Bishops fighting bishops, doctrinal confusion, ambiguous teachings, open proclamation of heresy, forceful impositions of tyrannical ecclesial policies . . . does this sound like our present age? Though it might, this is a description of the state of the church in the fifth and sixth centuries.
There were many reasons behind the problems described above, but the main factor was the controversial Council of Chalcedon, which is considered the fourth ecumenical council by Catholics and Eastern Orthodox. Some may be surprised to learn that Chalcedon wasn’t immediately received by all Christians. In fact, some of its ambiguities caused many to break away from the church—a wound in the body of Christ that lasts to this day with the separation of the Oriental Orthodox Churches.
What exactly was the controversy over the council? It was over whether Christ had one or two natures. Though the council fathers at Chalcedon affirmed Christ’s two natures, the language the council used gave some the impression that it taught the heresy of Nestorianism (i.e., that Jesus is two persons), which had been previously condemned by the third ecumenical council. In order to fix the fallout between Chalcedonian and non-Chalcedonian Christians, Emperor Zeno released the Henoticon, a document that attempted to straddle the fence between the two camps. In this document, the emperor condemned Nestorius but did not explicitly affirm Chalcedon’s teaching about two natures. Both sides were dissatisfied.
Meanwhile, the patriarch of Constantinople, Acacius, persecuted Christians who did not adopt the Henoticon, which led to his condemnation by the pope. After several decades of schism, the new emperor, Justin I, pushed for reunion between Rome and Constantinople—yet this would come at a cost! Pope St. Hormisdas sent a confession of faith to the emperor, requiring his signature, along with that of the patriarch of Constantinople and many other Eastern bishops. This confession of faith, known as the Formula of Hormisdas, states the following:
The first condition of salvation is to keep the norm of the true faith and in no way to deviate from the established doctrine of the Fathers. For it is impossible that the words of Our Lord Jesus Christ who said, “Thou are Peter and upon this rock I will build my Church” (Matt. 16:18), should not be verified. And their truth has been proven by the course of history, for in the apostolic see [Rome] the Catholic religion has always been kept unsullied (Eno, The Rise of the Papacy, 131).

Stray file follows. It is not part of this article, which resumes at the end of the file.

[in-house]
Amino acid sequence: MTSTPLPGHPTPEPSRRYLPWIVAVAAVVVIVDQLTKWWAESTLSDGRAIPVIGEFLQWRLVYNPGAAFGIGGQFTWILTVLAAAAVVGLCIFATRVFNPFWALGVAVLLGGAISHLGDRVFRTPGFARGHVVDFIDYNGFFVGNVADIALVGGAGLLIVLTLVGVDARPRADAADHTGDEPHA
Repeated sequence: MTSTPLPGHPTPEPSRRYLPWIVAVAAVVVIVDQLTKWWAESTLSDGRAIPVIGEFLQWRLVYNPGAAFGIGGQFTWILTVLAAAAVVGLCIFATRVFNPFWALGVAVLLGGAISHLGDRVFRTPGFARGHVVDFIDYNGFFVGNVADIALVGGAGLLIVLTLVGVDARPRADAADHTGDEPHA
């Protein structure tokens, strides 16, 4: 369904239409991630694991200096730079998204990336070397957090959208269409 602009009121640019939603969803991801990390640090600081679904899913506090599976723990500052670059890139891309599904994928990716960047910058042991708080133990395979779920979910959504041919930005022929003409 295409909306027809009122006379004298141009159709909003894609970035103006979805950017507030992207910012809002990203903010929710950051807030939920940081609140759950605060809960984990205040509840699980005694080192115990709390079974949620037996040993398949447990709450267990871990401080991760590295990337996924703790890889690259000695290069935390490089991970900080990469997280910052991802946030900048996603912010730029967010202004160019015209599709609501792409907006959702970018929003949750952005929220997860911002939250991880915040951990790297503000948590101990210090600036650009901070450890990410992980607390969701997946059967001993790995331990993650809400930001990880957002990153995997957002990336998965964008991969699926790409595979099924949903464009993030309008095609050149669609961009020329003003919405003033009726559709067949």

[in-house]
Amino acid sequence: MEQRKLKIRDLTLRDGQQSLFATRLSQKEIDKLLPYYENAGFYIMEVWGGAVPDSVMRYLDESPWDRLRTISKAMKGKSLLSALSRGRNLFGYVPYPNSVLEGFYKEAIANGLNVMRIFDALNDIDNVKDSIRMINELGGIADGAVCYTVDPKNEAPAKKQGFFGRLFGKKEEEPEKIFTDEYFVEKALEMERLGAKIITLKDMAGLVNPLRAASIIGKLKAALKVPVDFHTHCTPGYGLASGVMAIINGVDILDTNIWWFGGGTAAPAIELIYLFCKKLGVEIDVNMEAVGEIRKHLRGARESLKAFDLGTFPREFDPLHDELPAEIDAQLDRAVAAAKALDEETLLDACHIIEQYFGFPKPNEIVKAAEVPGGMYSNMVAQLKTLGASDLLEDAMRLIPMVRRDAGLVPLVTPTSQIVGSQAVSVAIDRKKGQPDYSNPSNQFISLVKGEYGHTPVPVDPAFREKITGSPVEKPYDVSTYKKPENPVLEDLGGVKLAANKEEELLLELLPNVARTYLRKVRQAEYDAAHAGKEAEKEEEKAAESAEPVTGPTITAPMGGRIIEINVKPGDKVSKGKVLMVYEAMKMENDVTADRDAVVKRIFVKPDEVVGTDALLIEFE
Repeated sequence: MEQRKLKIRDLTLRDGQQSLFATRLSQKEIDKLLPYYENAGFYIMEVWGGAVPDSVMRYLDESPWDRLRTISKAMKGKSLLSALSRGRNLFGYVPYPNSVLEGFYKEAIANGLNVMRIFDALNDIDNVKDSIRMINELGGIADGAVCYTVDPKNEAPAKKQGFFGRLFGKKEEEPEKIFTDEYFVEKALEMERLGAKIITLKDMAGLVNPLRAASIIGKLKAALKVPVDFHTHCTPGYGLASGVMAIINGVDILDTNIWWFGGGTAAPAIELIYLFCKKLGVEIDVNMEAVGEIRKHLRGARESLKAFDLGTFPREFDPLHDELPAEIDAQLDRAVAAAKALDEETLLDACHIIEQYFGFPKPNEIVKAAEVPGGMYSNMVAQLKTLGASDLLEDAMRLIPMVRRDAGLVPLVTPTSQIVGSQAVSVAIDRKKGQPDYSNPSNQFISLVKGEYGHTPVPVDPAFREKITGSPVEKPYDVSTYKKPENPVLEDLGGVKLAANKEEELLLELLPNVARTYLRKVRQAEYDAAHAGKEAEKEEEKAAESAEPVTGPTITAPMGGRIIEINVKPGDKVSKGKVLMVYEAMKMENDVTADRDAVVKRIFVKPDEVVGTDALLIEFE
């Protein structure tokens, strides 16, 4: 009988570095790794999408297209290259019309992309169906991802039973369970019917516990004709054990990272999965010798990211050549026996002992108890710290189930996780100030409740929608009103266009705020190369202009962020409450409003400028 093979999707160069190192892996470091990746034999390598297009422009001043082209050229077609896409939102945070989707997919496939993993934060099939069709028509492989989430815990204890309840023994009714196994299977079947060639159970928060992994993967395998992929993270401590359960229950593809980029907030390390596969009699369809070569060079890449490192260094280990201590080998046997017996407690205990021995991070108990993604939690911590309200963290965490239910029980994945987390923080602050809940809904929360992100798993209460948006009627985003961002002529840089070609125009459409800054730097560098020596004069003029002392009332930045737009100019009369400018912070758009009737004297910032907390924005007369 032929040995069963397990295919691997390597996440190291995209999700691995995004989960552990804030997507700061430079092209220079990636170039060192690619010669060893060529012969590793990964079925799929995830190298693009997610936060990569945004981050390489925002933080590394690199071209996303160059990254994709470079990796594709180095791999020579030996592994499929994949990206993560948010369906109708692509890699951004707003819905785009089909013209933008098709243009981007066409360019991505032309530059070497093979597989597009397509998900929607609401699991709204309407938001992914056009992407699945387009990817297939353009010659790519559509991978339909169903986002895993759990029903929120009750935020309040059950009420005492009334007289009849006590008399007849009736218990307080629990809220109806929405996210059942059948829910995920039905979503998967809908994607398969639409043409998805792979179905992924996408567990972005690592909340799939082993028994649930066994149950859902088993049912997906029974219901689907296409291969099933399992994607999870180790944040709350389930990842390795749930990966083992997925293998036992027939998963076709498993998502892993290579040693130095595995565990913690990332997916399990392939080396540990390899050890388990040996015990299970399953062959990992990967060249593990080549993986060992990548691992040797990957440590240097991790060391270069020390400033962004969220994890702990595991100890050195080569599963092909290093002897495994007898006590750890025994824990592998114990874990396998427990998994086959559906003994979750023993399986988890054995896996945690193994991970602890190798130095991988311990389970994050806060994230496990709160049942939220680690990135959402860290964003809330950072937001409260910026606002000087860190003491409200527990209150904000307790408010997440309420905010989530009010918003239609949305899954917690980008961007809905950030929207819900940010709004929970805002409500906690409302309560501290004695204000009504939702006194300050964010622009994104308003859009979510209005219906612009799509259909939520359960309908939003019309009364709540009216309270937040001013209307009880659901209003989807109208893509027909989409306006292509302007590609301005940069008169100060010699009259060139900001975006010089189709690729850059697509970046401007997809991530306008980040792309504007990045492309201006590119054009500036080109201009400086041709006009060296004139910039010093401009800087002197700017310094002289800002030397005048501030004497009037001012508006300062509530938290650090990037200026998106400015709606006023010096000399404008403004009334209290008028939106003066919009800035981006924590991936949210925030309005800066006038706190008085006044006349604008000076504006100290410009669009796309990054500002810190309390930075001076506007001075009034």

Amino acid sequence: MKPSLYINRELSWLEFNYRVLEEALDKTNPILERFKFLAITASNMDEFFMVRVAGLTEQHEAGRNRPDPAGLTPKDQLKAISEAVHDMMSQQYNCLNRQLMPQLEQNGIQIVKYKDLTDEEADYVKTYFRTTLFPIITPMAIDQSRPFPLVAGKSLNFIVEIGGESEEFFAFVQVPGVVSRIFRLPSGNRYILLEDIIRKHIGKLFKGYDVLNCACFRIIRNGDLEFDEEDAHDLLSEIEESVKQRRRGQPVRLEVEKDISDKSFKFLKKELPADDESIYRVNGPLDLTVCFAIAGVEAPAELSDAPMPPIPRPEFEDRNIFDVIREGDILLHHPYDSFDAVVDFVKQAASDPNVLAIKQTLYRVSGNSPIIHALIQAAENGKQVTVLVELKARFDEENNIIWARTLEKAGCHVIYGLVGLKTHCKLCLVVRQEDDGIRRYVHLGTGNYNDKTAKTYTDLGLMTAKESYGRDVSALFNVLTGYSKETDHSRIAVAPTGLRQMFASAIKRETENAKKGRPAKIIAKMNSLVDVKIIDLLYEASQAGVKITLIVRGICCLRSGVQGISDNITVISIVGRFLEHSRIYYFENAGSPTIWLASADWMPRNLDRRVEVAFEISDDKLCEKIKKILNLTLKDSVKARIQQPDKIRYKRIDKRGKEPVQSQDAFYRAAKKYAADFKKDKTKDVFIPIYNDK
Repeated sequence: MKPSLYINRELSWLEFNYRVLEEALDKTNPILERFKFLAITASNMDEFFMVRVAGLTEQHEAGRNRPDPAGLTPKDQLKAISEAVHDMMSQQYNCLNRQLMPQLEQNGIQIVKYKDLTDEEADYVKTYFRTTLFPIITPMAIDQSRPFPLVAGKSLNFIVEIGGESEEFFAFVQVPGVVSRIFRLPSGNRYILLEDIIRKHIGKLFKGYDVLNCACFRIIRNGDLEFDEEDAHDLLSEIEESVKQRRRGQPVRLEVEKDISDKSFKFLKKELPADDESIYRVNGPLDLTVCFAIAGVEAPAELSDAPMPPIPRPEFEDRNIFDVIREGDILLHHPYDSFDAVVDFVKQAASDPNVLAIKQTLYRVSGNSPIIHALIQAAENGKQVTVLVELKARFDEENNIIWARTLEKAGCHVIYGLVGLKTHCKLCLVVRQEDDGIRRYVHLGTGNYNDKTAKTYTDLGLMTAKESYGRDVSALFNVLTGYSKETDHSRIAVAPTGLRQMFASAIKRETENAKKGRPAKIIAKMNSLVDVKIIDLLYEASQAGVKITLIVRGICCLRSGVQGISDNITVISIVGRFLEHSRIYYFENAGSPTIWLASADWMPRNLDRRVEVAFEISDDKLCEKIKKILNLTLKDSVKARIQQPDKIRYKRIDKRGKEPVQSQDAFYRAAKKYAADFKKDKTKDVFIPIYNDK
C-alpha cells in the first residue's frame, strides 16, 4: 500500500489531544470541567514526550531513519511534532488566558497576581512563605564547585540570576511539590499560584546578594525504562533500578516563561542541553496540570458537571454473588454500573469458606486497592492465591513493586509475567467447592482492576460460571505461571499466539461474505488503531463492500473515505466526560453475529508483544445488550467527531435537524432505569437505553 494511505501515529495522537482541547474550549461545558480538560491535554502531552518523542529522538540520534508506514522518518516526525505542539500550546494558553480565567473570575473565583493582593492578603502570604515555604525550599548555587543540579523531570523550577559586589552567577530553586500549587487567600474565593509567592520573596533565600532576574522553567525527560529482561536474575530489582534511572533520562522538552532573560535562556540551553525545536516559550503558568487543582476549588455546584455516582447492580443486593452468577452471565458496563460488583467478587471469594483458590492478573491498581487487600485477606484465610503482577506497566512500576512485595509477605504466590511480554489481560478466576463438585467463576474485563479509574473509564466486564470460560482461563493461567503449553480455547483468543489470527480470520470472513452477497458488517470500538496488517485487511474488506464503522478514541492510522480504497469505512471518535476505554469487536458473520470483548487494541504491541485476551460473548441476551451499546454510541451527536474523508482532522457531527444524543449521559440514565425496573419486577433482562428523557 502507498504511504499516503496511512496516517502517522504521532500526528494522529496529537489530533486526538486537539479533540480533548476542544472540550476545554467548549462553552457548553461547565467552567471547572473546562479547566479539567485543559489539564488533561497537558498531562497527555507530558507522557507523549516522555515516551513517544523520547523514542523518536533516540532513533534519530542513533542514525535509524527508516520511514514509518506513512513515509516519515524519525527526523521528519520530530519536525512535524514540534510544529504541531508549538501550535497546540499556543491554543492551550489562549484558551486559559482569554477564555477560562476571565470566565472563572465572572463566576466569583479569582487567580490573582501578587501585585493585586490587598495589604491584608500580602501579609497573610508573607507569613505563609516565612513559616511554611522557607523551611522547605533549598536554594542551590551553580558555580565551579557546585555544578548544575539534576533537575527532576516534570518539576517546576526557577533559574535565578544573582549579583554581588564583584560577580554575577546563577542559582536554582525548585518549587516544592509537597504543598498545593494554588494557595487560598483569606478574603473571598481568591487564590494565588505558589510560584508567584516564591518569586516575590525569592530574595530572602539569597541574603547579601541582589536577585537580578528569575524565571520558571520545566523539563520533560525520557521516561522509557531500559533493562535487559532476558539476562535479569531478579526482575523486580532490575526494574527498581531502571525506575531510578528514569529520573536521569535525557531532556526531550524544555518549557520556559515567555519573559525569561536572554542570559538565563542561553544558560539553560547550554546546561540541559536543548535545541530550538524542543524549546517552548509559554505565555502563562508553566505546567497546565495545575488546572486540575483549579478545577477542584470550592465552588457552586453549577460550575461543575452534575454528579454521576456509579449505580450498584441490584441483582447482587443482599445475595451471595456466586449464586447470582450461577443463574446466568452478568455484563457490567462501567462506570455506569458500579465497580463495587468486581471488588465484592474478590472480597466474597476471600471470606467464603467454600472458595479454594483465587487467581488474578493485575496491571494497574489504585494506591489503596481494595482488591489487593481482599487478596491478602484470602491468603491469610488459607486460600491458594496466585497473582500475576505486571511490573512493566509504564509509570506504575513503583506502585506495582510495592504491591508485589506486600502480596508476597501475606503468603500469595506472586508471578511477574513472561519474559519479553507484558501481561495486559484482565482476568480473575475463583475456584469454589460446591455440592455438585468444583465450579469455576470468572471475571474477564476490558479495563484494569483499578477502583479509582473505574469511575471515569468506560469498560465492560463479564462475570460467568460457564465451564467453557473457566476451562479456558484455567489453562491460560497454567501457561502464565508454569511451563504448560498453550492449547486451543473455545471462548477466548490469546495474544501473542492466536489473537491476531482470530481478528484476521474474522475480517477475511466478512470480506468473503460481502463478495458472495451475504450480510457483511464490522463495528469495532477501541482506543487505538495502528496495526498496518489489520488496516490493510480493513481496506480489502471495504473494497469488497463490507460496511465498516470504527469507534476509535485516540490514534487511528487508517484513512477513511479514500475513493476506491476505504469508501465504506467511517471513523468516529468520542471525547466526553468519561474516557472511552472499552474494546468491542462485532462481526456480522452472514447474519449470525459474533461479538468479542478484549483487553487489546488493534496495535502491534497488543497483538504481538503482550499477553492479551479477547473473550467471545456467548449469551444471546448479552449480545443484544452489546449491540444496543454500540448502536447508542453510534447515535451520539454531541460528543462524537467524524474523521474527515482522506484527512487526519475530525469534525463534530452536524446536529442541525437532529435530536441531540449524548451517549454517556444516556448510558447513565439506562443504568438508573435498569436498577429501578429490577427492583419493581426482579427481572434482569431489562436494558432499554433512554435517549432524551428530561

Hormisdas clearly asserts that the true Faith may be known by the doctrinal decisions of the See of Rome.
Some might push back and say the formula merely attests to Rome’s orthodoxy unto the present and is silent about whether it will remain orthodox in the future. This seems to be an untenable interpretation since the formula situates the claim to Rome’s orthodoxy in the context of the promise that Christ made to the apostle Peter in Matthew 16:18. In other words, Rome has remained orthodox unto the present because of Christ’s promise to Peter—a promise that cannot be broken. Thus, the formula’s claim is that as Christ’s promise to Peter cannot be broken, then neither can Rome lose its doctrinal purity.
Amazingly, the Eastern bishops signed the formula! What is even more shocking is that Eastern Orthodox theologians recognize that this was a victory for Catholic ecclesiology, as it was the background for the First Vatican Council’s claim to papal infallibility. This is why Fr. Alexander Schmemann, an Eastern Orthodox theologian, wrote:
Even more characteristic of this eternal compromise with Rome was the signing of the formula of Pope Hormisdas by the Eastern bishops in 519, ending the thirty-year schism between Rome and Constantinople. The whole essence of the papal claims cannot be more clearly expressed than in this document, which was imposed upon the Eastern bishops (Historical Road of Eastern Orthodoxy, 241).
Even the Anglican priest and scholar, Henry Chadwick, explicitly admits the connection between the Formula of Hormisdas and the First Vatican Council: “his formula was to enjoy later echoes and to be restated by the first Vatican Council in 1870” (Chadwick, East and West, 46).
This places Eastern Orthodox Christians in a difficult predicament. The Orthodox must either admit that the Eastern bishops were orthodox in their acceptance of papal infallibility or must claim that the Eastern fathers accepted heresy. Obviously, most Orthodox are going to opt for the latter option. However, the difficulty here is that the claim of papal infallibility, as expressed in the formula, is repeated by Pope Agatho at the third Council of Constantinople, to which the council fathers gladly assented. In other words, an Orthodox Christian should be hesitant to dismiss the claims of papal infallibility at the first Vatican council, given its Eastern acceptance in the first millennium.